The concept of bikesharing has been around since the 1960s, but early iterations struggled from problems including theft, vandalism, and clunky payment. The recent rise of the Internet of Things (IOT) and advances in smartphone usage, telecommunications networks, and GPS systems have improved the logistics of bike sharing programs. This has made these programs more compelling for both municipalities and potential bike share riders, which has resulted in substantial growth in adoption and usage.

The Internet of Things (IOT) has far reaching implications for our cities. One of which is reducing traffic congestion and gridlock by reducing barriers to cycling. Bike sharing offers a low-cost option for last-mile transit – the term that transportation experts use to describe travelling to/from a train or bus station in addition to short end-to-end commutes within urban areas. The concept of bikesharing has been around since the 1960s, but early iterations struggled from problems including theft, vandalism, and clunky payment. The recent rise of the Internet of Things (IOT) and advances in smartphone usage, telecommunications networks, and GPS systems have improved the logistics of bike sharing programs. This has made these programs more compelling for both municipalities and potential bike share riders, which has resulted in substantial growth in adoption and usage.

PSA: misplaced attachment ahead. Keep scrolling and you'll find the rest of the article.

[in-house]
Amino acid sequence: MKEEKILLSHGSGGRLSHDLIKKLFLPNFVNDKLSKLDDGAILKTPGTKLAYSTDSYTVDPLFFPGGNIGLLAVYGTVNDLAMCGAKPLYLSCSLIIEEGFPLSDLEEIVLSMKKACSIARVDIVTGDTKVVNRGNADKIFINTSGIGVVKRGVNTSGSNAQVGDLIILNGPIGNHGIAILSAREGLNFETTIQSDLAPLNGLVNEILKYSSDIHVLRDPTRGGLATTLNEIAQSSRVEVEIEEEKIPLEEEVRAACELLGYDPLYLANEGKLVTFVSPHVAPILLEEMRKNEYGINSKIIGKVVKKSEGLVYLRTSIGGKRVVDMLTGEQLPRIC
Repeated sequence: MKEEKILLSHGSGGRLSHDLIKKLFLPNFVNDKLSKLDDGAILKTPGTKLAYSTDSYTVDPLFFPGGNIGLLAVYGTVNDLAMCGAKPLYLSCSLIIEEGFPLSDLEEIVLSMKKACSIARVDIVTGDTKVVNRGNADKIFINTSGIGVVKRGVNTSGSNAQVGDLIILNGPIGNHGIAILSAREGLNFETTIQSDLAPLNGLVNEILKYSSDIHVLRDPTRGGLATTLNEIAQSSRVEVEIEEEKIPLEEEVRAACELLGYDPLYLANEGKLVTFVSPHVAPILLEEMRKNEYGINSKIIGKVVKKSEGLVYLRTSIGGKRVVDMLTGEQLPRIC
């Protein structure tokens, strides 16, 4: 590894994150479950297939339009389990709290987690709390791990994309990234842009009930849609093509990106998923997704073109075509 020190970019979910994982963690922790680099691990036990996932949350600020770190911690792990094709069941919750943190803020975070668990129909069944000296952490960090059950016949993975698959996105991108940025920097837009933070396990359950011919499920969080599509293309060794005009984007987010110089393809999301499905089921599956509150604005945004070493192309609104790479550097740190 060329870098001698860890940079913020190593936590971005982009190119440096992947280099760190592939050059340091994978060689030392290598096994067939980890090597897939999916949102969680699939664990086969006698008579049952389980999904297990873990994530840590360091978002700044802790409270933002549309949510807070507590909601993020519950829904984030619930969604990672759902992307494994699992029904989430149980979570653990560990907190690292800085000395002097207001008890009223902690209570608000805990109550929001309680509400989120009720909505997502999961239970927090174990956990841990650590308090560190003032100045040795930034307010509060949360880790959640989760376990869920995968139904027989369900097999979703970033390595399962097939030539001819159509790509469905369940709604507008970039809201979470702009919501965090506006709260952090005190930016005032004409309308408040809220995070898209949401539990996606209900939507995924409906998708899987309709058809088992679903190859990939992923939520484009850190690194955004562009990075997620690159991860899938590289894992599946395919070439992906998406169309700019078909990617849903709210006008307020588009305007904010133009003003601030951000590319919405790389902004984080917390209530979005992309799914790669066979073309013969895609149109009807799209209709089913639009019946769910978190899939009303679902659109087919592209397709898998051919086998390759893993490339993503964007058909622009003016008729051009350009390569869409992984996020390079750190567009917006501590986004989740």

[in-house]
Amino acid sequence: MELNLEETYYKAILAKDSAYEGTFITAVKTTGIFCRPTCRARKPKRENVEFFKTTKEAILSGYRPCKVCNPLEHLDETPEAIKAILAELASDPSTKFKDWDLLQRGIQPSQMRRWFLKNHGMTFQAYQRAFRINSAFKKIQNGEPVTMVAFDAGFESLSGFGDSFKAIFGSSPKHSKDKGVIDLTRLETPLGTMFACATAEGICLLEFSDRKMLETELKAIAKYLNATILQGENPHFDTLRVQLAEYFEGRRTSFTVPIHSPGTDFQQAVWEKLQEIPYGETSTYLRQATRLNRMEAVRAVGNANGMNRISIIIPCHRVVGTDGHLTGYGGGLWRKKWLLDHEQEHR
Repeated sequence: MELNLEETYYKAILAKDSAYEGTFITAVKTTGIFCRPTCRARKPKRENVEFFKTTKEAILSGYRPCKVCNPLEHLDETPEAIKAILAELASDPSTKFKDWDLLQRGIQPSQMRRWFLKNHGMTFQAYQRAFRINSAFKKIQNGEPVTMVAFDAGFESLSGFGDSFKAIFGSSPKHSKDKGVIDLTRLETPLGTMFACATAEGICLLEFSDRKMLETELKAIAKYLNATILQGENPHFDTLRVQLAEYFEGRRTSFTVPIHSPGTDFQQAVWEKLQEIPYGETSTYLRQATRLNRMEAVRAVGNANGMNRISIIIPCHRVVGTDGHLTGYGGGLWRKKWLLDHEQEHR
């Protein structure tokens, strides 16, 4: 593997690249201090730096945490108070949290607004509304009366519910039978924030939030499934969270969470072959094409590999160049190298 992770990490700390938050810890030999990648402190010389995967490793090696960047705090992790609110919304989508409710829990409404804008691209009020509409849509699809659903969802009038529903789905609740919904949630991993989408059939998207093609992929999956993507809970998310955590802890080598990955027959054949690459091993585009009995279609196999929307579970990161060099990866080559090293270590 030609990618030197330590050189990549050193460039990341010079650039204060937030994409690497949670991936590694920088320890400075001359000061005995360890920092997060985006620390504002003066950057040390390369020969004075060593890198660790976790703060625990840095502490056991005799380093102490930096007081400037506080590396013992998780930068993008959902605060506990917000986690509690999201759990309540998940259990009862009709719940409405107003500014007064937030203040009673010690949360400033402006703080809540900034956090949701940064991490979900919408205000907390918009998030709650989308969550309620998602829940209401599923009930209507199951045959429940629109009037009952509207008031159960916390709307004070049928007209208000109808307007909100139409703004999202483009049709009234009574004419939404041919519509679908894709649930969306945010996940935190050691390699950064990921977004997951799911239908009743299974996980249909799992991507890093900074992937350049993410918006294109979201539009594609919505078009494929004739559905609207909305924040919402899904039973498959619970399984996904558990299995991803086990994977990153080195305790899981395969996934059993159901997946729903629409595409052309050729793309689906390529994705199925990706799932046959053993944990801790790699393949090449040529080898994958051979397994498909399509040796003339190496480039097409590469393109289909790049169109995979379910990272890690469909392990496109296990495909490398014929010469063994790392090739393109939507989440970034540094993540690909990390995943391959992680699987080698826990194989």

Rise of IOT

The rise of the IOT has enabled several things: 1) seamless user experience where cyclists can use a mobile app to rent a bike, plan their route, and view public transit connections, 2) intelligent fleet management by operators via the use of tracking and analytics to adjust the number of bikes at a given station or area based on availability and expected demand, and 3) smart urban transit planning by integrating a variety of options to reduce pollution and gridlock. 

Bike Sharing and the Internet of Things IoT.jpg

1) Seamless User Experience

The IOT enables simpler registration and payment via mobile devices, smart keys or credit cards, which encourages greater use of urban bikesharing systems. Furthermore, a variety mobile apps such as Spotcycle or CycleFinder provide users an array of features that include station information, available bikes, rental timers, bike paths, and mobile payment. Now, rather than hoping a station has available bikes and paying with clunky coin-based deposits, cyclists can check if a station has available bikes, plan their route, and pay for their ride with a few clicks.